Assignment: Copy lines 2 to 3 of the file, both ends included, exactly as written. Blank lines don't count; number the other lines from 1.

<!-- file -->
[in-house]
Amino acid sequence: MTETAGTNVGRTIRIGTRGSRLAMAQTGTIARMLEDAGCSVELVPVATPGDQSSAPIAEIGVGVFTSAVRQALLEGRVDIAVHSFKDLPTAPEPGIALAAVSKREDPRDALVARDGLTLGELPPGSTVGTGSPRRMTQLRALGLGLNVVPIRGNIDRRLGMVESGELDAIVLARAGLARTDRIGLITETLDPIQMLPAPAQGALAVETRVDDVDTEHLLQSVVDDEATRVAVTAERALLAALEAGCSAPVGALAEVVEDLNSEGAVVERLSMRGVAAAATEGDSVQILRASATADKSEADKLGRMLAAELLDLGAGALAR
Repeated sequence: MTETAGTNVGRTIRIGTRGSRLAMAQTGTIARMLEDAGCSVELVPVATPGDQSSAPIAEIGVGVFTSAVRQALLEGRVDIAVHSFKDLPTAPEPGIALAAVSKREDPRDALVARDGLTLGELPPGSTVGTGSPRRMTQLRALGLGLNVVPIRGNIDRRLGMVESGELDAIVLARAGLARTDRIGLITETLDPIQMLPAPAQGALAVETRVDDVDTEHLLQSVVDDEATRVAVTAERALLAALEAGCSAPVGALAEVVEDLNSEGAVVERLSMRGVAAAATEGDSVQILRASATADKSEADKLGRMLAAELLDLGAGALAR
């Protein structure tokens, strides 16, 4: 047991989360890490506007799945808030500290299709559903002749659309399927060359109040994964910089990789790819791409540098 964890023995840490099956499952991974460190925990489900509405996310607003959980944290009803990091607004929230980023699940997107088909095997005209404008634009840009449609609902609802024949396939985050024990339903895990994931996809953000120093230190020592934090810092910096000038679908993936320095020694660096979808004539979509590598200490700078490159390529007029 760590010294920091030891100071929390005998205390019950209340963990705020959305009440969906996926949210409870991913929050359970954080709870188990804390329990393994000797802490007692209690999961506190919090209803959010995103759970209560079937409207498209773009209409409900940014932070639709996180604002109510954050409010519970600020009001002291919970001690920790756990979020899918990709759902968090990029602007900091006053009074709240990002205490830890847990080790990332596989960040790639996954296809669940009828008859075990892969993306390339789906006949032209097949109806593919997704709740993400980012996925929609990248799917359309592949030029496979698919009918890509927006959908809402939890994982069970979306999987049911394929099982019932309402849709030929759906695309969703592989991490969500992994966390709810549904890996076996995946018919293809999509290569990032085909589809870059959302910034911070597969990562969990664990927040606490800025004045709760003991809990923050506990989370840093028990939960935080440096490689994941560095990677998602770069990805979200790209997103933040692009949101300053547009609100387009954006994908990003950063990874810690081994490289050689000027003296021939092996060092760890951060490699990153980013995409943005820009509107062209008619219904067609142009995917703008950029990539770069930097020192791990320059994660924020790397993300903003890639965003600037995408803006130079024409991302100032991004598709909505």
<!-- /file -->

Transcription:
Amino acid sequence: MTETAGTNVGRTIRIGTRGSRLAMAQTGTIARMLEDAGCSVELVPVATPGDQSSAPIAEIGVGVFTSAVRQALLEGRVDIAVHSFKDLPTAPEPGIALAAVSKREDPRDALVARDGLTLGELPPGSTVGTGSPRRMTQLRALGLGLNVVPIRGNIDRRLGMVESGELDAIVLARAGLARTDRIGLITETLDPIQMLPAPAQGALAVETRVDDVDTEHLLQSVVDDEATRVAVTAERALLAALEAGCSAPVGALAEVVEDLNSEGAVVERLSMRGVAAAATEGDSVQILRASATADKSEADKLGRMLAAELLDLGAGALAR
Repeated sequence: MTETAGTNVGRTIRIGTRGSRLAMAQTGTIARMLEDAGCSVELVPVATPGDQSSAPIAEIGVGVFTSAVRQALLEGRVDIAVHSFKDLPTAPEPGIALAAVSKREDPRDALVARDGLTLGELPPGSTVGTGSPRRMTQLRALGLGLNVVPIRGNIDRRLGMVESGELDAIVLARAGLARTDRIGLITETLDPIQMLPAPAQGALAVETRVDDVDTEHLLQSVVDDEATRVAVTAERALLAALEAGCSAPVGALAEVVEDLNSEGAVVERLSMRGVAAAATEGDSVQILRASATADKSEADKLGRMLAAELLDLGAGALAR